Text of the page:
Think of five People you want to get to know better. Whether they are coworkers within your group, recent hires at the company, or an executive in a different department, make a point to shake hands and ask, “What interests you most about this year’s meetings?” Be prepared to carry the conversation until it begins to flow, and then go out on a limb and ask a personal question. You may find a common interest to form a bond from.

Avoid the following four No’s: 

Don’t get caught checking your cell phone for messages and emails while a speaker is talking. All of the people who are dutifully complying with the “no tech zone” rule are watching YOU check your phone.

Don’t indulge in too many beverages! Something about all-day exhausting meetings and a “free-to-you” company tab may make whooping it up seem harmless, but, a little self-control at night will help you to be wide awake and ready in the morning.

Approach the meeting without negativity. Often we think we are too busy to spend a day or two strategizing. But this is an opportunity to get creative. Bring a blank notebook with you and write down anything that comes to mind. This will keep you focused on the speaker and presentations, and you may just come up with a new idea , product or process improvement that your company needs.

Remember an old adage – if you can’t say something nice, don’t say anything at all. This is a time to support company goals and the people that are helping the company to grow or change. Keep disparaging remarks to yourself. Negative Nancy is not on the invite list.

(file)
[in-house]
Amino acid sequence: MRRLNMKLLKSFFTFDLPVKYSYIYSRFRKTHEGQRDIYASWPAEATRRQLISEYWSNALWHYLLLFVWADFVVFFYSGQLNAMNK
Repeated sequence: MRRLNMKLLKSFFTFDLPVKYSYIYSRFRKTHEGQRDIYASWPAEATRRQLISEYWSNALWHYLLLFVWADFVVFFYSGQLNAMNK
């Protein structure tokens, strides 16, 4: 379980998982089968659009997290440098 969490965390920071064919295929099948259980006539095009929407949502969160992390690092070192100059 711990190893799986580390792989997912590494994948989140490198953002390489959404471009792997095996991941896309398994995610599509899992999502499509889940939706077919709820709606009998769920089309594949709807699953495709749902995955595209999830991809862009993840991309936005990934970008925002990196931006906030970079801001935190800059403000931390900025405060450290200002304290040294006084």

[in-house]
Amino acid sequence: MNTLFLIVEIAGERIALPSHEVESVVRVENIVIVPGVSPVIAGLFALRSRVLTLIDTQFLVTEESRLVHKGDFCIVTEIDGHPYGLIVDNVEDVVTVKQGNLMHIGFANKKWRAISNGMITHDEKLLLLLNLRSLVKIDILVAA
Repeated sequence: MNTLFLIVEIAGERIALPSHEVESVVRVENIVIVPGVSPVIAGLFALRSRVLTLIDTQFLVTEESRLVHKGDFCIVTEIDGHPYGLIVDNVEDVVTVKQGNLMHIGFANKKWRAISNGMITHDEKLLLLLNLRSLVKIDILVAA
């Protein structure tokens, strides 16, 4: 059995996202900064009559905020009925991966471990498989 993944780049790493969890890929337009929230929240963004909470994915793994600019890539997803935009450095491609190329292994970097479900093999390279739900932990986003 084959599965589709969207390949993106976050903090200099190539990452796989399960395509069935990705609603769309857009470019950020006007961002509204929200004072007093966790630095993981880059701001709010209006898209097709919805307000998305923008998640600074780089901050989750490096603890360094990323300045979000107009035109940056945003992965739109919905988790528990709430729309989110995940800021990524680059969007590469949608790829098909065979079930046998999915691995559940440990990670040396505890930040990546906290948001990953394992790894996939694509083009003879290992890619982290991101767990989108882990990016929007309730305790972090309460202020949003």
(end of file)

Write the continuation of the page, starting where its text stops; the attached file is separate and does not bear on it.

Arrive with three Goals for the meeting and leave with at least two Impressions. Formulate your thoughts of what you would like to accomplish during this time, and commit to coming away with two impressions of people, ideas or plans. Take a lessons-learned approach and be prepared to answer the question your boss is sure to ask – what was your biggest take away?

Finally, when you arrive back at your desk, begin to execute immediately one Action Item that you promised yourself to do or accomplish as a result of the session. It is important to start on it right away. As time passes, the feeling in your gut may dissipate. Go with your gut – after having a day or two filled with inspiration, be confident that it’s the right move.

How To Choose A Career Book



There are thousands of career books on the market in the self-help category.  We often read books about how to achieve something we desire: I want to be 20 lbs lighter, I wish I had a high-paying job, or I want to have less stress in my life.   We gravitate to the ideal state and want to read about what it will be like when we get there.  I suggest that the best chance for eventually realizing this dream, is to start from where you are today, taking one step at a time.  The book you need is the one that gets you started.